Reviewed by Nancy Oliveri
A closing reception and artist’s talk for Yvonne Lucia’s “RE-Visioning Mary: Contemporary Icons of the Feminine Divine” will be held from 6 to 8 p.m. today (May 23) at the Orazio Salati Gallery, 204 State St., Binghamton. The collection of paintings and text came to life when Lucia, a Binghamton artist, stepped back from her role as environmental activist and revived a much earlier idea she had about putting images of Mary in a contemporary context. Fearing the inevitability of natural gas drilling in its various and controversial forms, possibly in her own back yard, Lucia coped by turning to her fertile imagination to create this affecting, intimate and timely body of work.
The long, deep environment of the Salati gallery, with its white walls and hardwood floors, is filled with modern day paintings echoing the ancient Byzantine icons that usually depict Mary as either a mother with a haloed God-Child (Jesus) on her hip, or as beautiful veiled lady with a slightly vacant, serene expression. Lucia’s paintings are different. All rendered by one very present-day artist, these lovely, colorful, delicate works, each done on a large oval canvas, pay homage to Mary as Earth Mother, not limiting her to the roles of mere co-redemptrix and intercessor for the oppressed. Those more traditional, yes iconic, images portray worthy goals for Mary, but Lucia’s Mary, in all her various incarnations, give her a broader reach in her responsibility to the rest of humanity.
Lucia describes this series of paintings “as a personal offering, exploring images of the sacred feminine symbolized in the figure of Mary, experienced both as a healing balm for our broken selves and for our dying Mother Earth.”
She explains that she used oval canvasses after the idea came to her in a dream, with the shape as a literal representation of the egg, which, she says, is “the perennial symbol of fertility” and also as a mirror, where it serves as “a symbol of reflection, vision and clarity.”
The images themselves are colorful, imaginative and appealingly primitive, and each is paired with either a prayer or poem, some inspired by works from literature much older. All of them were carefully penned to accompany the paintings, which include, among others, the titles Mirror of Justice, Mystical Rose and Gate of Heaven.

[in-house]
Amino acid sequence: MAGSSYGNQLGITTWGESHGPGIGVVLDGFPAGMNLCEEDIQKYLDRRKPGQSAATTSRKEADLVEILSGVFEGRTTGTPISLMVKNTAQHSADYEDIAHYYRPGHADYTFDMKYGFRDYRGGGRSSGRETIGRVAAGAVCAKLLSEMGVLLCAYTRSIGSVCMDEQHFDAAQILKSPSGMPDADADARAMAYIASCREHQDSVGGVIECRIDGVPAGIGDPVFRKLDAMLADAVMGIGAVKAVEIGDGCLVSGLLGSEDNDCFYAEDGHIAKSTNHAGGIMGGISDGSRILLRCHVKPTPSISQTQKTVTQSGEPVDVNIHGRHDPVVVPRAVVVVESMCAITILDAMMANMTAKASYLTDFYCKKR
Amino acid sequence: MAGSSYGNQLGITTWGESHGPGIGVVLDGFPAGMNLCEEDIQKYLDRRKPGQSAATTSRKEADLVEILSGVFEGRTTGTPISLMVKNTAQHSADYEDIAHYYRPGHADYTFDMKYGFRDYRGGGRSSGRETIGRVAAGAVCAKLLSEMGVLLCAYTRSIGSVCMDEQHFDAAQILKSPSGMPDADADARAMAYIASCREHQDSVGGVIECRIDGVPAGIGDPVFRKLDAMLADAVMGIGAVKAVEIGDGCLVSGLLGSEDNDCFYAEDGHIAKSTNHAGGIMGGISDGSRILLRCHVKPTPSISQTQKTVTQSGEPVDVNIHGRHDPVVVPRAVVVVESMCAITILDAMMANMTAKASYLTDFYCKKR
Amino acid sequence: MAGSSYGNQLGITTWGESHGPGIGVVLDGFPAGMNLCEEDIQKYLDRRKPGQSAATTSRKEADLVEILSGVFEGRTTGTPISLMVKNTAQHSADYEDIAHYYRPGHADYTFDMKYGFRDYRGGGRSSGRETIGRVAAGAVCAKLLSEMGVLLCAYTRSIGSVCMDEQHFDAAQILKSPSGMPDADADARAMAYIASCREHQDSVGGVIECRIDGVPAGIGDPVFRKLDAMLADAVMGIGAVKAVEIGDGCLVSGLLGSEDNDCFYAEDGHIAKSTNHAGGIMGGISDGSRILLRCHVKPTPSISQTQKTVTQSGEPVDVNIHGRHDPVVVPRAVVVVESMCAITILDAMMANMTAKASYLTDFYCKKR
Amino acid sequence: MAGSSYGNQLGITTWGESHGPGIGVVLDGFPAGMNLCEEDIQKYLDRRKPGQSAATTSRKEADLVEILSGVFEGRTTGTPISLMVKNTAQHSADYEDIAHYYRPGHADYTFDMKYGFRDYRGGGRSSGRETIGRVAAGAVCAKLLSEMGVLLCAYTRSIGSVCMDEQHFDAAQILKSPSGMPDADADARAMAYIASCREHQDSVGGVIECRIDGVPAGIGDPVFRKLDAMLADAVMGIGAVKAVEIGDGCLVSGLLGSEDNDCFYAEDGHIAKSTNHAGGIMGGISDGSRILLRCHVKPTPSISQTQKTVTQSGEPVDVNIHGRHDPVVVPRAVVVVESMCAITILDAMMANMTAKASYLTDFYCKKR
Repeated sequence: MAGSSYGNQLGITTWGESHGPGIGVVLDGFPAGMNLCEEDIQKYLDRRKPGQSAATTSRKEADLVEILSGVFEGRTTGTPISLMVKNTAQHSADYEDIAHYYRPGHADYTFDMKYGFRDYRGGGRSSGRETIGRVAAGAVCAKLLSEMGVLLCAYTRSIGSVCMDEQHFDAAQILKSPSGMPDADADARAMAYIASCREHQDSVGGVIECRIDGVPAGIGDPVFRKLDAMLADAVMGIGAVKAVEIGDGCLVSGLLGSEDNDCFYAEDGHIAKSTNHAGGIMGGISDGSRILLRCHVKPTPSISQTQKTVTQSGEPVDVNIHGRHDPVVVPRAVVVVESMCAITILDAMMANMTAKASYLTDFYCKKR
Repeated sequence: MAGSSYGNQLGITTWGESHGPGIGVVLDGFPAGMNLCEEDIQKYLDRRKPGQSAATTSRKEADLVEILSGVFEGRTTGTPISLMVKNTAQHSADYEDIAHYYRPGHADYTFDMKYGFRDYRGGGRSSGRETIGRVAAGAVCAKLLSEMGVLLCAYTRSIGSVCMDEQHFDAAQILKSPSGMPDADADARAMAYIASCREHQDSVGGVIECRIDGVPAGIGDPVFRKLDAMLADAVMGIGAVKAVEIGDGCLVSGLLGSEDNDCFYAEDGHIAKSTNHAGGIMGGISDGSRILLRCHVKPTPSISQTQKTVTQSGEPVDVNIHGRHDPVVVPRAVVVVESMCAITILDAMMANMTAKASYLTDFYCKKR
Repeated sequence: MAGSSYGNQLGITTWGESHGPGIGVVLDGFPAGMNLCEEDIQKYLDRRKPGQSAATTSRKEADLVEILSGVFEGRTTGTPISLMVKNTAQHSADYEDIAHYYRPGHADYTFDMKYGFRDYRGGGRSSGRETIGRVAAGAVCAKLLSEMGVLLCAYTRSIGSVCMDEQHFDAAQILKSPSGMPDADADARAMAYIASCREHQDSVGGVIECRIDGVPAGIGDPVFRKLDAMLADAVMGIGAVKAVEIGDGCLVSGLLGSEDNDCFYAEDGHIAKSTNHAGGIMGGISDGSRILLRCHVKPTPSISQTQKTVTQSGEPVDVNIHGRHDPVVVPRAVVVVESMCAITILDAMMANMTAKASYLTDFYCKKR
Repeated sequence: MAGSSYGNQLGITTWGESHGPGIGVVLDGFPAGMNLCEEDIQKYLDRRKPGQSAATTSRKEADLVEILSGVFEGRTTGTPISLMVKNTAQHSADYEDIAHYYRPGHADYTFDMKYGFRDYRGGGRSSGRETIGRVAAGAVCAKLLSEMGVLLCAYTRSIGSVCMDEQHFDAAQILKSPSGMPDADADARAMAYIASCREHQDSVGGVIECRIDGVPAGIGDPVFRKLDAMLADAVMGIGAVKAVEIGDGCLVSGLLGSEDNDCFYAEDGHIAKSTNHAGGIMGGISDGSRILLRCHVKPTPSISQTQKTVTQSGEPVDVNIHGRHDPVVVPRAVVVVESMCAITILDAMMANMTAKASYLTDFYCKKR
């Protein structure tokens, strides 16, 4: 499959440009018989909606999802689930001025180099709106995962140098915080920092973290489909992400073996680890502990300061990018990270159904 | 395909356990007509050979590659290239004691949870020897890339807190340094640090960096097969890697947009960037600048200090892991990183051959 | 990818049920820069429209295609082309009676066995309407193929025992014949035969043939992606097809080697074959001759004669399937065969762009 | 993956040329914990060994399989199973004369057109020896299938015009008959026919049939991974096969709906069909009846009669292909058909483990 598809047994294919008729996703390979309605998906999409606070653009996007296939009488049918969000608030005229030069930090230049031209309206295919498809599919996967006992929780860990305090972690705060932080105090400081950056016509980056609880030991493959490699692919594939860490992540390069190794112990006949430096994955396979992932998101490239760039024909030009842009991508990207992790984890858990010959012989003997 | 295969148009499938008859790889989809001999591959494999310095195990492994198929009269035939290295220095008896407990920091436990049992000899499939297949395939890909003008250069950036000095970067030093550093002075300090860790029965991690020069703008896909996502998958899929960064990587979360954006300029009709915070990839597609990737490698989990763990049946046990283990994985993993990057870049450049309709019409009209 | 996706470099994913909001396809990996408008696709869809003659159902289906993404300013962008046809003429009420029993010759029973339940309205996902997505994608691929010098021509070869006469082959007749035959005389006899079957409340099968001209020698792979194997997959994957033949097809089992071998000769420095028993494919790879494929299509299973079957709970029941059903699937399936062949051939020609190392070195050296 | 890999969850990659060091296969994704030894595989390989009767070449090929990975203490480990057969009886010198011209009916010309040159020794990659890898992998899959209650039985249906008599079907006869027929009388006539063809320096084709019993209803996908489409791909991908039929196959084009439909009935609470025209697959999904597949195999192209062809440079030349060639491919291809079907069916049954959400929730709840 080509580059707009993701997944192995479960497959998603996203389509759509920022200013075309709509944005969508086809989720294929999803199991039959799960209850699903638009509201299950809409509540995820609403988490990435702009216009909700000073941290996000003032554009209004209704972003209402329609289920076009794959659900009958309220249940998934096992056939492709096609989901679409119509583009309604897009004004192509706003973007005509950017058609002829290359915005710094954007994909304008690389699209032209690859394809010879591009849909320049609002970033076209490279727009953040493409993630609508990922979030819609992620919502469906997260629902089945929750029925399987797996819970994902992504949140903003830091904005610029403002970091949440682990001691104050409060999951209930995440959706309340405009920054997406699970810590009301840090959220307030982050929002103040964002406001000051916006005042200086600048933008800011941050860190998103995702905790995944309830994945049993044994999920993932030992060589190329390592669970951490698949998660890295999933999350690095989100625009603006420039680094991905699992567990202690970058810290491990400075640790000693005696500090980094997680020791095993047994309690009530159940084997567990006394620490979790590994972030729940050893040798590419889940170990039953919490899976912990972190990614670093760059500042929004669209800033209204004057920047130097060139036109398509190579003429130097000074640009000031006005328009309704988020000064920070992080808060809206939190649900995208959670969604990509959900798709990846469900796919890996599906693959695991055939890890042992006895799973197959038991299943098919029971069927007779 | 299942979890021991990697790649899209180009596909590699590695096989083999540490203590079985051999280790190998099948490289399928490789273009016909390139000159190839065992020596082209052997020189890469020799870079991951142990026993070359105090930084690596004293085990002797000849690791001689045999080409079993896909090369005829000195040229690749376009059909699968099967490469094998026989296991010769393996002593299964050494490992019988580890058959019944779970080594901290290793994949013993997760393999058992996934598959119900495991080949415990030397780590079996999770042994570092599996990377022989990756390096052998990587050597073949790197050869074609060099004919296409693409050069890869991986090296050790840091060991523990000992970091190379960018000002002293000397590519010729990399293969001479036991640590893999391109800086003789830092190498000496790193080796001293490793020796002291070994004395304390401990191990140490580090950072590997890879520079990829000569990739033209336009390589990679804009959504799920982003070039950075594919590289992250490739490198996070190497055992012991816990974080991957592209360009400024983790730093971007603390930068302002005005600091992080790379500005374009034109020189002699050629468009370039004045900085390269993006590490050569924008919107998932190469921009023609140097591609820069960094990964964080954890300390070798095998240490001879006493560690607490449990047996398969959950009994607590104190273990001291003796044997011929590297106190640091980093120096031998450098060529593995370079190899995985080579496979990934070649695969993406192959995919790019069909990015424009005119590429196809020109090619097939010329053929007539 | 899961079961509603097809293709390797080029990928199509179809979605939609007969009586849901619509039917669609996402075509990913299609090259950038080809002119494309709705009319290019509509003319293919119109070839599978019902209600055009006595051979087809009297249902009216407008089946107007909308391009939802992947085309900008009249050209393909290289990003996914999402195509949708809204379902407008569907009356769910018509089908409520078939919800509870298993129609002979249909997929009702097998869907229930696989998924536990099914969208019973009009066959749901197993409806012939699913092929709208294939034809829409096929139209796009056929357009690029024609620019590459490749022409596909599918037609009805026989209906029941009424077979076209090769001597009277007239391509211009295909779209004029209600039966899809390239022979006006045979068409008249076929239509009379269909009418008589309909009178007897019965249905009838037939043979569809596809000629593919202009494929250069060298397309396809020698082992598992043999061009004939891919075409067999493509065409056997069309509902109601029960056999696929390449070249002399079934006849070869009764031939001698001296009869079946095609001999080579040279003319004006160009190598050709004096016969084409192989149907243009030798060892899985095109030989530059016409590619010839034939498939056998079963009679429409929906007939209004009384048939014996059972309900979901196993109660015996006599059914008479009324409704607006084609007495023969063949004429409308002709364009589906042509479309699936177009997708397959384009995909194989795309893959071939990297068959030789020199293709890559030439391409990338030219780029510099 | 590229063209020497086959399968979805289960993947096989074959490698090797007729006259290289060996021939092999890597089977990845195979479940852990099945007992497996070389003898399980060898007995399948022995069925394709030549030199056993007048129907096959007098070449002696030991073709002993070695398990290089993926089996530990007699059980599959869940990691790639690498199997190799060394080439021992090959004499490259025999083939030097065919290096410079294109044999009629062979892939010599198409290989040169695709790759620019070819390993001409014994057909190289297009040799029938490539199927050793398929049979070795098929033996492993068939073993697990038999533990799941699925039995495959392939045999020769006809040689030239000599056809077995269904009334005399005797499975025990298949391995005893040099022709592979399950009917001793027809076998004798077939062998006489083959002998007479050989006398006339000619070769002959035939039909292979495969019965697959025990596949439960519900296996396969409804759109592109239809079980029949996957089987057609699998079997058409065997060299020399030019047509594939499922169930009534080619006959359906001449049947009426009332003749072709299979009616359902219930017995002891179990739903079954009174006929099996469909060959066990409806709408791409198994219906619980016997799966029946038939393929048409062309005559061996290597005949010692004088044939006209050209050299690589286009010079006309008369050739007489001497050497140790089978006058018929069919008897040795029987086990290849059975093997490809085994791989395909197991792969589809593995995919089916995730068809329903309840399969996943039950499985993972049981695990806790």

The exhibit is not all seriousness, and includes a little controversy and even humor. In Sacred Marriage, two faces meet in the middle of each to make one face, the two in an apparent embrace, with a poem that imagines the upside of a love relationship between Jesus and Mary Magdalene. The poem asks:
Doesn’t every human heart long to see its image mirrored in another’s soul? In their union – if it’s true – what’s been torn apart is brought together, reconciling polarities, restoring balance, naming holy their embodied and transcendent love. (Y. Lucia – 2012)
Another, Our Lady of Guadalupe, featuring the bright oranges, golds and starry blue robe of the original, imagines Mary being amused by her own celebrity. Lucia enjoys the irony of this very famous Mary, champion of the common man, having been on every commercial item from coffee cups to dish towels. No doubt, she’s even been on a mouse pad.
Possibly the most remarkable, juxtaposition is the one of the first paintings you see in the Salati Gallery installation, Viriditas, with Mary as wood sprite, surrounded by leaves and illustrating the essence of a 12th c. piece that honors the greening of the earth, but prays for forgiveness for our role in its eventual destruction.
There is a lot of food for thought in this artistic effort.
While none of the paintings are currently for sale, they can be recreated on canvas in miniature, or as a full set of prayer cards. According to Lucia, this is still a work in progress, and she envisions “RE-Visioning Mary” installed permanently some day in a contemplative, almost labyrinthine space, designed for meditation and reflection.
As for a favorite piece, Lucia says she doesn’t have one. “It’s hard to describe, but in the course of working on each painting, it feels like I’m falling in love. I guess it’s similar to being a parent – each offspring is totally unique and individual; there are no favorites.”
The exhibit will remain on display through the rest of this month. Stop by from 11 a.m. to 3 p.m. this Saturday (May 25), or call the gallery for an appointment (607-772-6725).